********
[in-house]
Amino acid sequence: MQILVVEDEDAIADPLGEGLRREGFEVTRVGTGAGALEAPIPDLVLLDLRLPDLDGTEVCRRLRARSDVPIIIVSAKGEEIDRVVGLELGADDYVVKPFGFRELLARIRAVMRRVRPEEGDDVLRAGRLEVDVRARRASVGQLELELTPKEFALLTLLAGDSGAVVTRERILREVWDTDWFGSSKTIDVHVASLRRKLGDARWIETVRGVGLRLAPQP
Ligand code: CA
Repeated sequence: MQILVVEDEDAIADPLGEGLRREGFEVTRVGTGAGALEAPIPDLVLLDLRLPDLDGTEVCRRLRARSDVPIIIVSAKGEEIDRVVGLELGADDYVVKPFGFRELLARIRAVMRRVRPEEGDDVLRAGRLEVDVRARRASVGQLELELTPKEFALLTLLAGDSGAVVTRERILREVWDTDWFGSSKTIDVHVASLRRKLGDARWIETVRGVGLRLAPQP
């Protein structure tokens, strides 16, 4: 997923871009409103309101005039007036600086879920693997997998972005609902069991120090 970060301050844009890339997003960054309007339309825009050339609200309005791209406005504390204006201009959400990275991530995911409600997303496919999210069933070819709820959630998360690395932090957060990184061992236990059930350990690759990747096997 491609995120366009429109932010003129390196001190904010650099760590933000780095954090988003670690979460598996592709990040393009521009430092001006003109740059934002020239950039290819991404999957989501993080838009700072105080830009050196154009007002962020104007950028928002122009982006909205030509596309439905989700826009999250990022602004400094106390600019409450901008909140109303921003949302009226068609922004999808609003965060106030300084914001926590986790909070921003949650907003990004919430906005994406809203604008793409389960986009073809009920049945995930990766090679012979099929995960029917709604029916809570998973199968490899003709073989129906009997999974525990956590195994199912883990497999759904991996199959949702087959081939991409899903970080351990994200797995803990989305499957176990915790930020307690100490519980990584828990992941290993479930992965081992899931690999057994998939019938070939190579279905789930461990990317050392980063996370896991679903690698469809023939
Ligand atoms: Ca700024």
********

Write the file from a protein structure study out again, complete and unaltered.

[in-house]
Amino acid sequence: MQILVVEDEDAIADPLGEGLRREGFEVTRVGTGAGALEAPIPDLVLLDLRLPDLDGTEVCRRLRARSDVPIIIVSAKGEEIDRVVGLELGADDYVVKPFGFRELLARIRAVMRRVRPEEGDDVLRAGRLEVDVRARRASVGQLELELTPKEFALLTLLAGDSGAVVTRERILREVWDTDWFGSSKTIDVHVASLRRKLGDARWIETVRGVGLRLAPQP
Ligand code: CA
Repeated sequence: MQILVVEDEDAIADPLGEGLRREGFEVTRVGTGAGALEAPIPDLVLLDLRLPDLDGTEVCRRLRARSDVPIIIVSAKGEEIDRVVGLELGADDYVVKPFGFRELLARIRAVMRRVRPEEGDDVLRAGRLEVDVRARRASVGQLELELTPKEFALLTLLAGDSGAVVTRERILREVWDTDWFGSSKTIDVHVASLRRKLGDARWIETVRGVGLRLAPQP
């Protein structure tokens, strides 16, 4: 997923871009409103309101005039007036600086879920693997997998972005609902069991120090 970060301050844009890339997003960054309007339309825009050339609200309005791209406005504390204006201009959400990275991530995911409600997303496919999210069933070819709820959630998360690395932090957060990184061992236990059930350990690759990747096997 491609995120366009429109932010003129390196001190904010650099760590933000780095954090988003670690979460598996592709990040393009521009430092001006003109740059934002020239950039290819991404999957989501993080838009700072105080830009050196154009007002962020104007950028928002122009982006909205030509596309439905989700826009999250990022602004400094106390600019409450901008909140109303921003949302009226068609922004999808609003965060106030300084914001926590986790909070921003949650907003990004919430906005994406809203604008793409389960986009073809009920049945995930990766090679012979099929995960029917709604029916809570998973199968490899003709073989129906009997999974525990956590195994199912883990497999759904991996199959949702087959081939991409899903970080351990994200797995803990989305499957176990915790930020307690100490519980990584828990992941290993479930992965081992899931690999057994998939019938070939190579279905789930461990990317050392980063996370896991679903690698469809023939
Ligand atoms: Ca700024």